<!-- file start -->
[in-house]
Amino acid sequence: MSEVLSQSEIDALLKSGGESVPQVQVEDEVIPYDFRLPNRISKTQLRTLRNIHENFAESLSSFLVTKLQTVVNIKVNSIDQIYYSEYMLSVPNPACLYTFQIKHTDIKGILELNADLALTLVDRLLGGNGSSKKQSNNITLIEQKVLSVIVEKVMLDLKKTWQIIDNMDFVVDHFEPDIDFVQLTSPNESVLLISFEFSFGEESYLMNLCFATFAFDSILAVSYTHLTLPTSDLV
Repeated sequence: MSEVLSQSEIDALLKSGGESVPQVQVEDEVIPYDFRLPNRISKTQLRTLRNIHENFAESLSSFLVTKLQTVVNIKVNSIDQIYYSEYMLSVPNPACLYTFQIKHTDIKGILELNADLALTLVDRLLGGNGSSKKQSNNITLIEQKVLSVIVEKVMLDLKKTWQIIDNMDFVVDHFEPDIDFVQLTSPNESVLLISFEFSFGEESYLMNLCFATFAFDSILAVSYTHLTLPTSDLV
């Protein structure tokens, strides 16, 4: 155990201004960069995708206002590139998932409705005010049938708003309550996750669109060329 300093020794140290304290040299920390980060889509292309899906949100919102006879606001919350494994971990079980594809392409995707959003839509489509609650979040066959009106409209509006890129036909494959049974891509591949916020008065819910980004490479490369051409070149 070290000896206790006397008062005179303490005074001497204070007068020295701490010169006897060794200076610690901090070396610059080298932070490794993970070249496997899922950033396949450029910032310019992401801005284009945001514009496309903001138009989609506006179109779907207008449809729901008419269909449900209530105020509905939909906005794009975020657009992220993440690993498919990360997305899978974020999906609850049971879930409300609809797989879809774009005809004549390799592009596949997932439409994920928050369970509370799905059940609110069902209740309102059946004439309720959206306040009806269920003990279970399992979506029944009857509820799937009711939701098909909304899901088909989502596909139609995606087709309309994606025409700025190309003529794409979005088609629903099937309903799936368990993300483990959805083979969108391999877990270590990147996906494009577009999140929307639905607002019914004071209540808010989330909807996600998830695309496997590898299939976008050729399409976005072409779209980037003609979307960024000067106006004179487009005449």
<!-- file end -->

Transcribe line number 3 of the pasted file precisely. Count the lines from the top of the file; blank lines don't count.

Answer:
Repeated sequence: MSEVLSQSEIDALLKSGGESVPQVQVEDEVIPYDFRLPNRISKTQLRTLRNIHENFAESLSSFLVTKLQTVVNIKVNSIDQIYYSEYMLSVPNPACLYTFQIKHTDIKGILELNADLALTLVDRLLGGNGSSKKQSNNITLIEQKVLSVIVEKVMLDLKKTWQIIDNMDFVVDHFEPDIDFVQLTSPNESVLLISFEFSFGEESYLMNLCFATFAFDSILAVSYTHLTLPTSDLV